I was one of the many Labour activists to weep a little inside when the Copeland by election result was declared in the early hours of Friday morning. A seat we have held since 1935. Although this may be a sign of a wider issue present within the Labour Party currently, it can also be attributed to a long-standing oversight by the party for many years; the rural vote.
There was also another by election last Thursday, down in the South Hams District Council, with Dave Trigger as our candidate. From my social media observation, he seemed like a solid local candidate, with charisma and a passion for the local area to boot. He ended up with 10.7% of the vote. Although to my knowledge we’ve never won this area, it’s still a glaring example of how poorly the Labour Party fares in rural communities.
The issue is more pronounced with Copeland, one of the few rural seats that we have traditionally held as a party, and my home constituency of Carmarthen East and Dinefwr, which was formerly a consistently Labour seat but has for some time now gone to Plaid Cymru. Losing areas like this is a trend that is on-going for many years, with no signs of stopping. If the Labour Party wishes to govern once again, and win a majority in Parliament, we must speak to the rural voter and regain their trust.
It would be an oversight if I declared that we take absolutely no interest; for the 2015 General Election we created a Rural Manifesto, which championed many key issues facing communities like mine, such as tackling low pay in agriculture, affordable housing in rural areas and broadband access. All of which were well placed policies by Maria Eagle MP – I must commend her work. A family member of mine still had dial-up internet, until two to three years ago, to put the issue in context.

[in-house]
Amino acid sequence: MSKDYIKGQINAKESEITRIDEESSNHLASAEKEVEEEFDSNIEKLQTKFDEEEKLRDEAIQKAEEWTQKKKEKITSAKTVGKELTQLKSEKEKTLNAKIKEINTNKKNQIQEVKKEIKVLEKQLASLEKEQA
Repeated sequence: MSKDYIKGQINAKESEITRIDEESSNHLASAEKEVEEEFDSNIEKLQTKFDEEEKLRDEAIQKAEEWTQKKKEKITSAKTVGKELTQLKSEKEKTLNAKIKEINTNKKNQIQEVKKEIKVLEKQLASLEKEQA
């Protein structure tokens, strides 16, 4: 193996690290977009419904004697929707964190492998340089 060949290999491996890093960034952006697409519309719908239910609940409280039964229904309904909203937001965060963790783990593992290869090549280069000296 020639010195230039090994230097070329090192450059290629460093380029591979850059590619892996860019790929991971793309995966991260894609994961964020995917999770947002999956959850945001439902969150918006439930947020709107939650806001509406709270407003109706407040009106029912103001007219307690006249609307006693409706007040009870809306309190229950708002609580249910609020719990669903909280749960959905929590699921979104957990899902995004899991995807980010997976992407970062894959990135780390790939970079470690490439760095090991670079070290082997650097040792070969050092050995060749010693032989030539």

But I put the question to you, had you even heard of it? I asked the same question to some politically active friends of mine, who were out every day campaigning for the Labour Party during the 2015 General Election, and none of them had. I understand this is an incredibly unscientific method of measuring this, but it echoes a persistent feeling that I’ve had during my time active within the Party.
We claim to be the Party that stands up for the working class, yet we’re failing these communities. West Wales was deemed not only the poorest region of the United Kingdom, but also of the entirety of Northern Europe, by Eurostat, the data agency of the European Union. Areas such as mine should be natural Labour voters, yet we struggle greatly.
Until we as a Party pay heed to the need of the rural communities and start to win their trust back by fighting their corner and publicising our policies to improve the situation within their communities, I highly doubt our prospects of winning a General Election and we’re likely to see the Copeland result repeated again and again.